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    Wrap: Authoritarian Turkmen leader Saparmurat Niyazov dies at 66

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    The president of the Central Asian republic of Turkmenistan, Saparmurat Niyazov, died early Thursday after 21 years of authoritarian rule.

    MOSCOW, December 21 (RIA Novosti) - The president of the Central Asian republic of Turkmenistan, Saparmurat Niyazov, died early Thursday after 21 years of authoritarian rule.

    The president-for-life passed away at the age of 66 after a cardiac arrest at 1.10 a.m. local time (8.10 p.m. GMT Wednesday), following several years of heart trouble, which had been kept secret from the desert nation's population.

    A state TV channel in the ex-Soviet republic broadcast a government statement on Niyazov's death praising the dictator's achievements while showing his portrait in a black frame, the Russian Embassy said over the phone.

    The leader, who styled himself Turkmenbashi, or head of all Turkmen, underwent heart bypass surgery in Germany nine years ago. Since then, German cardiologist Hans Meissner, who conducted the operation, was reportedly Niyazov's personal doctor and stayed close by him to monitor his condition.

    Some Russian media reported in October that Niyazov had begun feeling unwell on October 2 after congratulating the National Security Ministry on its 15th anniversary. Over the past year, Turkmen media reported twice of "regular medical examinations" of the president, but played down the leader's condition.

    The Turkmen government, the State Security Council and parliamentarians said in a televised statement, "The people of Turkmenistan... will remain committed to the political course of Saparmurat Turkmenbashi."

    Soon after the news came in, opposition leaders, who have been living abroad to avoid prosecution following mass purges in the country, said they might fly back to the country in the coming days, and meet to discuss how to react to the situation.

    Khudaiberdy Orazov, a former deputy prime minister and chairman of the Vatan movement, said he had already spoken with other opposition leaders over the phone. Nurmukhammed Khanamov, leader of the Republican Party, called on opposition forces to unite in a bid "to prevent anarchy and confrontation in the country."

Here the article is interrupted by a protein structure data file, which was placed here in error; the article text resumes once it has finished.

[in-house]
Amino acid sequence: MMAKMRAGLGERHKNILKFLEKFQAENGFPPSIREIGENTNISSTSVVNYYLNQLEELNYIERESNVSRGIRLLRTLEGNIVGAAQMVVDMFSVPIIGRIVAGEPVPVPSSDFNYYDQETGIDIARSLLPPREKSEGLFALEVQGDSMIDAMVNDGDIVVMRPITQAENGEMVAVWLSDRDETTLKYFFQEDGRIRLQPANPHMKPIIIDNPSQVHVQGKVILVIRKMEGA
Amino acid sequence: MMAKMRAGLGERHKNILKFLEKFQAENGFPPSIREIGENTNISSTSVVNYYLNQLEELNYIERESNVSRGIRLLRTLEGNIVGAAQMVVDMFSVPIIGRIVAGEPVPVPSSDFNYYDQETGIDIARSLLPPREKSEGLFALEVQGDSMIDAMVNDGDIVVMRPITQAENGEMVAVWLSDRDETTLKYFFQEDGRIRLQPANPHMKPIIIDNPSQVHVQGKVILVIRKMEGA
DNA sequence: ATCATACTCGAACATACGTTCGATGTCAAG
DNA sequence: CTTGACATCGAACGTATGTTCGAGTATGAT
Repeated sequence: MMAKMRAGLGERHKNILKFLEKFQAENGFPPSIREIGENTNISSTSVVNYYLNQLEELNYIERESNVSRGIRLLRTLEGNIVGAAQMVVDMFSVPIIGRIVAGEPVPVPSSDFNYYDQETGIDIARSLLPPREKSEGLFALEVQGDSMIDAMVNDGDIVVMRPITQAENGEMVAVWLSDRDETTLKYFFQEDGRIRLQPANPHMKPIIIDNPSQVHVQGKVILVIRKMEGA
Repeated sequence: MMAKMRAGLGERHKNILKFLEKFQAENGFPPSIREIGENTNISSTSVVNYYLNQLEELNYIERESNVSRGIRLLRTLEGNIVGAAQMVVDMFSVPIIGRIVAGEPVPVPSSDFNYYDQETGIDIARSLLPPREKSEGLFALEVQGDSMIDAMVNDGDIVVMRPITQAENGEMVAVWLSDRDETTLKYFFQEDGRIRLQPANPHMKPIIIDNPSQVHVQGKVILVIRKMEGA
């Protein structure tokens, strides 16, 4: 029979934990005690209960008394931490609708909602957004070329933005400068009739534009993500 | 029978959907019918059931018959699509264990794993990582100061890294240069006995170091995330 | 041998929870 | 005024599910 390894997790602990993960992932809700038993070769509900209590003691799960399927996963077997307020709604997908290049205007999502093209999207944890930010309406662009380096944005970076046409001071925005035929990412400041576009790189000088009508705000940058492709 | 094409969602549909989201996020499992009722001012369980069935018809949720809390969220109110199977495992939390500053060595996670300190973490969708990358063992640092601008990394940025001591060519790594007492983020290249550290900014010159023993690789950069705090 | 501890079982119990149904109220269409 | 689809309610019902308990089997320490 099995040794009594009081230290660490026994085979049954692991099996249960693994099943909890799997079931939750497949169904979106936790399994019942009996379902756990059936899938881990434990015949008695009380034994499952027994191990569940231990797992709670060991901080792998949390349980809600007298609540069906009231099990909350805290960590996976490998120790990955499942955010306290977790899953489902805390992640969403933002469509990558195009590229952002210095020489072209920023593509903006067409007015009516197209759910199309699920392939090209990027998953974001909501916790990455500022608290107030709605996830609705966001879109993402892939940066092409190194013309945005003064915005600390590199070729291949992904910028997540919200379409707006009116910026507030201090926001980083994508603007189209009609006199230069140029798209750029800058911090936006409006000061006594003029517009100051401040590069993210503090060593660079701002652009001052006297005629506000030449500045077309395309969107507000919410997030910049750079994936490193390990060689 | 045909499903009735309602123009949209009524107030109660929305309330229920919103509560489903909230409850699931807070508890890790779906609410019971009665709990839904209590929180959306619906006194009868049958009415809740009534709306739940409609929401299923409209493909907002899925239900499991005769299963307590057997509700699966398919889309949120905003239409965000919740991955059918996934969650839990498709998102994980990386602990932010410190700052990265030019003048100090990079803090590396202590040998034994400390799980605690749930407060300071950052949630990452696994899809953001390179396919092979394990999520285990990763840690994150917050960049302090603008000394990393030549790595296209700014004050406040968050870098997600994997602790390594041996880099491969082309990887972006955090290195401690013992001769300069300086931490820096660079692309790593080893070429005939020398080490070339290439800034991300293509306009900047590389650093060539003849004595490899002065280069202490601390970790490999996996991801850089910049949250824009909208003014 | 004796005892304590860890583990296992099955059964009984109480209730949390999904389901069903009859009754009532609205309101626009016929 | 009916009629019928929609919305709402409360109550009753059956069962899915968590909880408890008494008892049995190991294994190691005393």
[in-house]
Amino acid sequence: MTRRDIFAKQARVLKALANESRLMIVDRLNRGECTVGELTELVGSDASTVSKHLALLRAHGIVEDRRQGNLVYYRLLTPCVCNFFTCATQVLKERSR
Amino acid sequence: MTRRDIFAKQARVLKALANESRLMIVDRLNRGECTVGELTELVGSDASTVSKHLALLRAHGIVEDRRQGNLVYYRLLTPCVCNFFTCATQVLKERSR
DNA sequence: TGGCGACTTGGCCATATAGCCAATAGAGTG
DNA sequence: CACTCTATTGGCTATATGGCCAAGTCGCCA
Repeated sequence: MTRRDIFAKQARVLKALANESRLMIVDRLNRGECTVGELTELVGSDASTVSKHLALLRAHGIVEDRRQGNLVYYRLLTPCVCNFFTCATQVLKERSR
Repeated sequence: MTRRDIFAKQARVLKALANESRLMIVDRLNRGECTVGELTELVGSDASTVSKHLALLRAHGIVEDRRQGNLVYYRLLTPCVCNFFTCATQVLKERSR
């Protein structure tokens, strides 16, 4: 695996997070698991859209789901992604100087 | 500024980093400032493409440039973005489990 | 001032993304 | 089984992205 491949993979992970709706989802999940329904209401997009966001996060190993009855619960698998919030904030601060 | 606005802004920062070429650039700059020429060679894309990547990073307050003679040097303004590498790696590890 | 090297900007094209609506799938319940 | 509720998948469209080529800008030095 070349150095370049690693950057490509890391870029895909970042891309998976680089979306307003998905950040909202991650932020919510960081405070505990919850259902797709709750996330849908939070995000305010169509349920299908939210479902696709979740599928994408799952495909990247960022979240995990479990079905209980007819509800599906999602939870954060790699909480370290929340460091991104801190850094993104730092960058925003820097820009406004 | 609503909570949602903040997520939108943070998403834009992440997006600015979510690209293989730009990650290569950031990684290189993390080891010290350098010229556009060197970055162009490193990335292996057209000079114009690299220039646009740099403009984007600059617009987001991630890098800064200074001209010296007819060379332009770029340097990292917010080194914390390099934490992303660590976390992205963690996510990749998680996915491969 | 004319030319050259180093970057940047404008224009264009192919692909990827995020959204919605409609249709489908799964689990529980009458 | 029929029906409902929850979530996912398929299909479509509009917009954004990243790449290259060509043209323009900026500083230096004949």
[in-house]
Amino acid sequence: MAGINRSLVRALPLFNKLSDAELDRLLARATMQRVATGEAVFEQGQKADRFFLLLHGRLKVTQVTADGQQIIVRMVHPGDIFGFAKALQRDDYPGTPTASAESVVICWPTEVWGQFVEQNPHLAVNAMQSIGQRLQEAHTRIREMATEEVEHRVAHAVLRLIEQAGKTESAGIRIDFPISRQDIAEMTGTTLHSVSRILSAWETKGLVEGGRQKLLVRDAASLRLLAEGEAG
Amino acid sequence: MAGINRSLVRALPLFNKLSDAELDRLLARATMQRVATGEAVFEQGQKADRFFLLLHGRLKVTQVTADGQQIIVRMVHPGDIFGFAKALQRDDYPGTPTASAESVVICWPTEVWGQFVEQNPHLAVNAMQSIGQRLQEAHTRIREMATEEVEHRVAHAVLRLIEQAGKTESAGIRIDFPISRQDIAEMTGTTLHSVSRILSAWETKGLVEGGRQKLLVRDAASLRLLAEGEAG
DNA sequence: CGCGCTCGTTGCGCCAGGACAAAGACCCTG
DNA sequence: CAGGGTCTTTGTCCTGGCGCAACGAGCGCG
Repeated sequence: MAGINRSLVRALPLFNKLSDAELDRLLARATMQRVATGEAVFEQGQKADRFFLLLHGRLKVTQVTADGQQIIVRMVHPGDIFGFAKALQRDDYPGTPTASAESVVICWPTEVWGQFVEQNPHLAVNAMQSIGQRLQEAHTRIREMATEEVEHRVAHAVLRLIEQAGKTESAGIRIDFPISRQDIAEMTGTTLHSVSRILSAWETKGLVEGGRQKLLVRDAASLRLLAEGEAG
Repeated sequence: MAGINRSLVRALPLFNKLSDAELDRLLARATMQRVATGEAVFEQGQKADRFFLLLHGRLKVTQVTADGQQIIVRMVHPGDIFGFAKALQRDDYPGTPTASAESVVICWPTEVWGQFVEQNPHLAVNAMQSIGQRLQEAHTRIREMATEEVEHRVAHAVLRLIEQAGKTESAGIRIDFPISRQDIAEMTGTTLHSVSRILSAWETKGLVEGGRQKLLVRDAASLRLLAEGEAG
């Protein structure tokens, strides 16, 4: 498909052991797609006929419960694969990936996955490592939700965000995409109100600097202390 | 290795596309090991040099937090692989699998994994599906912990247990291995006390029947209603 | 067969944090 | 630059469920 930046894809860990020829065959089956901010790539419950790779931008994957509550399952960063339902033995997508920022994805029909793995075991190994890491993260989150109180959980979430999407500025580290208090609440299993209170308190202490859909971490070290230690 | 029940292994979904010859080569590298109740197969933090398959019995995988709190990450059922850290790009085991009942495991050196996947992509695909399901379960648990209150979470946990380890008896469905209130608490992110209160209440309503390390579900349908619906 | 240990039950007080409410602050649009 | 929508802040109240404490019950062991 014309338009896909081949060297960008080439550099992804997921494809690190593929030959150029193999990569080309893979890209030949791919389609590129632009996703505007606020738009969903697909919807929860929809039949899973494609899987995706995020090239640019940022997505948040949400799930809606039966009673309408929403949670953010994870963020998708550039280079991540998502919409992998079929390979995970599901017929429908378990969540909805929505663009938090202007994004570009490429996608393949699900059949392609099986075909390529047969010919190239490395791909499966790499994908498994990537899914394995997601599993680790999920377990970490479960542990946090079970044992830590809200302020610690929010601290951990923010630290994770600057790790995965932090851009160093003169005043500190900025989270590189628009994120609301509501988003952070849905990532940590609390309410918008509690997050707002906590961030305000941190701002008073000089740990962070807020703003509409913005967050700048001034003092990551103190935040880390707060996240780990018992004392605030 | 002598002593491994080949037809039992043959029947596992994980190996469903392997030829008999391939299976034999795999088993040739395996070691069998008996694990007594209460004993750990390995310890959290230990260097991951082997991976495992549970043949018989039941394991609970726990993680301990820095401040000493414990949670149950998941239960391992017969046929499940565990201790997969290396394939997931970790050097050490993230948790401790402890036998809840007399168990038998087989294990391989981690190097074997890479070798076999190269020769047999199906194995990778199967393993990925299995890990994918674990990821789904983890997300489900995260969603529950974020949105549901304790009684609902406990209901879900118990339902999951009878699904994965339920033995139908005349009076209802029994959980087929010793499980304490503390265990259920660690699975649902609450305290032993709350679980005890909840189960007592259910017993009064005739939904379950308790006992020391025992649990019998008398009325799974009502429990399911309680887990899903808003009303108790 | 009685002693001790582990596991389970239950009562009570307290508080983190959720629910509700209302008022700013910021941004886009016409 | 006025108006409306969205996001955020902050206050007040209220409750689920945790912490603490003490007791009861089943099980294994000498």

Moscow, which has resisted radical changes of power in post-Soviet nations, said it hoped the domestic and foreign policy course in Turkmenistan would continue, and bilateral cooperation would further develop. Russia buys and re-exports large volumes of cheap natural gas from the energy-rich country.

    Kremlin Aide Sergei Prikhodko said, "We expect the Turkmen leadership to base their work on the interests of the Turkmen people, and will work towards strengthening bilateral ties."

    An opposition source said Niyazov's relatives are currently outside the country, but will return home soon.

    "I know that his wife, Muza Alexeyevna, is still in London with her daughter, and they have probably gone to the embassy or airport to fly back for his funeral. They might be back in the country later today," he said.

    Niyazov ruled the impoverished ex-Soviet Central Asian republic with an iron fist and created a huge personality cult. He ordered golden statues of himself to be set up in the main streets and squares of the capital, Ashgabat, and in the middle of the desert, and used the country's natural gas wealth to fund his lavish lifestyle.

    Experts estimate that up to 40% of people in the predominantly Muslim country have no permanent jobs, and that most salaries are below $25. However, the government has maintained stable pension payouts.

    The dictator penned a book on his philosophical teachings entitled Rukhnama, worshipping the role of motherhood and associating it with the motherland. The eccentric leader's mother died in an earthquake in 1948.

    All Turkmen bookstores were obliged to sell the book, which was also displayed in government offices. Rukhnama was a key part of the school curriculum, and its teachings were even included in driving tests.

    In 1993 he renamed the Caspian port of Krasnovodsk Turkmenbashi after himself, and in 2002, decreed that the months and days of the week be renamed after him and his family.

    Niyazov's funeral will take place on the morning of Sunday, December 24, in the presidential palace. He will then be taken to a mausoleum, which has already been built in his home village, Kipchak.

    On December 26, the country's supreme representative body, the People's Council, will meet for an emergency session to choose a successor for the deceased president.

    Bakyt Baketayev, an expert in Central Asian studies and the head of the international affairs department in neighboring Kyrgyzstan's parliament, has said the region could be in for a turbulent period in the wake of Niyazov's death.

    "The region may turn into a boiling pot," he said, adding that supporters of the late president would come under strong pressure from the opposition, which has the backing of the international community.

    "It is obvious that international rights organizations such as the OSCE will support it [the opposition] in order to lead the country to adopting democratic standards," he said.

    Turkmenistan is an associated member in the Russia-led Commonwealth of Independent States (CIS), a loose union that succeeded the Soviet Union, and is a party to another post-Soviet alliance, the Collective Security Treaty Organization.

    Following a decision by the Turkmen Security Council, December 28 will be a day of mourning.

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